Alcohol, on the other hand, is less dense than water. As your yeast go to work and ferment all the sugar into alcohol, the gravity decreases because there is less sugar (which makes the must more dense) and more alcohol (which makes the must less dense). This is why a dry mead can sometimes have a FG less than 1.000, because the alcohol in the final mead makes it slightly less dense than water. When making bone dry traditionals I routinely see a FG of about 0.995.

I think what's going on here is that the batch calculator is crunching the numbers under the assumption that there's no alcohol in the batch. Let's say you add enough honey to get the expected 1.010 but it's only 1.004 when you measure it; I think it's because the alcohol is making the must less dense than the batch calculator expects.

TL;DR... Batch calculators are great to get rough estimates, but the numbers are just starting points. Keep adding small amounts of honey until you're satisfied with the taste!



(Also... What's an additional variable is the moisture content of honey. In general is about 75-80% sugar, 20-25% moisture, but there is a bit of wiggle room. For example, if you made two musts with the same amount of two different honeys they will probably have slightly different starting gravities.)

Great! I knew the density of alcohol had involvement in this somehow, your explanation really helped things come together in my head.

This opens the door to more questions though! I'm still stuck/confused about the gravity range for dry, semi sweet, sweet, dessert. A mead at 19% ABV and a hydromel at 6% that are both semi sweet would not be close to the same gravity because of the difference in alcohol, right? So, if you want to get into submitting your meads into competition or to sell, and your goal is to create a semi sweet, how do you go about measuring the sweetness in your mead to make sure it in the correct range? Do you just have to be that experienced in tasting it and then go by taste? It seems like you have to throw out the hydrometer at this point. Or are there rules when it comes to back sweetening, instead of going by gravity you go by a measurable amount of sugar/gal?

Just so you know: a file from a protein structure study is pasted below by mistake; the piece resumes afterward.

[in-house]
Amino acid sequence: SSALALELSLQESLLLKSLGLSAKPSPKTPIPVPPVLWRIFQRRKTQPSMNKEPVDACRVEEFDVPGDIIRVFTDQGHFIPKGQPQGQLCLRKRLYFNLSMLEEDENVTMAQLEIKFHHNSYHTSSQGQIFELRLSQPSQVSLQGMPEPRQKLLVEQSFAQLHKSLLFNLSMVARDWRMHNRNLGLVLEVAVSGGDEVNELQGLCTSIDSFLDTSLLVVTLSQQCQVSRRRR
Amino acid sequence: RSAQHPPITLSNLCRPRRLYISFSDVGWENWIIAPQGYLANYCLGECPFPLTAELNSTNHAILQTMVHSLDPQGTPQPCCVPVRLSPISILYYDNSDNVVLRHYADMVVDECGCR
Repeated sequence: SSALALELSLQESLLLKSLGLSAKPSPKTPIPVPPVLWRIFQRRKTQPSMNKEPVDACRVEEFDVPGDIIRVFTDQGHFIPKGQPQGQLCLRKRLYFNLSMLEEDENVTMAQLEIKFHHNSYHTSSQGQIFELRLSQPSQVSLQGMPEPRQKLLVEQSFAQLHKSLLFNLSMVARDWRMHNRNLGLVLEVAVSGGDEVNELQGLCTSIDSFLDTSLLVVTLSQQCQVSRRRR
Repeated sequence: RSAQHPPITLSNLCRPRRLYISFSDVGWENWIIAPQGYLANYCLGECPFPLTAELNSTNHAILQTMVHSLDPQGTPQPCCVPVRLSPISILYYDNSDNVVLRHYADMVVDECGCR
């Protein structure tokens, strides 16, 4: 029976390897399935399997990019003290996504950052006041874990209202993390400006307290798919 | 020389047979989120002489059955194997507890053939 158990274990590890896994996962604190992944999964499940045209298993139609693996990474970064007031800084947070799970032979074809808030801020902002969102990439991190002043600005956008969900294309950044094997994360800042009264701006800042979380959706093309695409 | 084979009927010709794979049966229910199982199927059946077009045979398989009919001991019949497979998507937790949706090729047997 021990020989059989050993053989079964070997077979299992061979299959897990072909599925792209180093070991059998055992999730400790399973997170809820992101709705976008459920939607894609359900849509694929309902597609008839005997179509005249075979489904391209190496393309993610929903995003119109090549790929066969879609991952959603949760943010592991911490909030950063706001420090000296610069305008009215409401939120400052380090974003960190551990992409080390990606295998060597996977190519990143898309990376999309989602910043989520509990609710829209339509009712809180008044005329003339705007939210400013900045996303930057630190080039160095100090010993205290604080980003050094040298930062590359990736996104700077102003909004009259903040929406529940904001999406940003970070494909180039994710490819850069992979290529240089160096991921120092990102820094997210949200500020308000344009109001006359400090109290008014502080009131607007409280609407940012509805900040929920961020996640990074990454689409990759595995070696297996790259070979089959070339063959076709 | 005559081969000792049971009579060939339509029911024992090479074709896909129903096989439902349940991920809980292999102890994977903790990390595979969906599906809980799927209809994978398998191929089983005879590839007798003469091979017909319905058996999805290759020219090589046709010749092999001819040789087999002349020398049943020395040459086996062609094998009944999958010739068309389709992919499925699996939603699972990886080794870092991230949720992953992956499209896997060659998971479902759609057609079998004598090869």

Mazer828
01-27-2016, 06:29 PM
Taste is not an exact science. Let's just start there. Because every qualifier of taste is subjective, so don't look for hard and fast answers.

That being said, the sweetness or dryness of a mead CAN be related to its final gravity. Remaining, or residual, sugars in the mead play a large part in determining whether the taster will perceive the mead dry or sweet. There is also something called perceived sweetness, which can be present even in a mead with little actual residual sugar. I find that body/mouthfeel can make a mead seem sweeter, even though it isn't necessarily sweet. Likewise, certain acids like citric acid can give a candy-like flavor that makes the taster perceive sweetness. More experienced mead tasters can probably weigh in here and use this as a spring board to launch into a ton of other factors, but I hope I've made my point.

If you want some rough guidelines, I believe the BJCP/MJCP guidelines actually help provide some boundaries to help properly categorize a mead as either sweet, semi-sweet, or dry.

Hope that helps.

Mazer828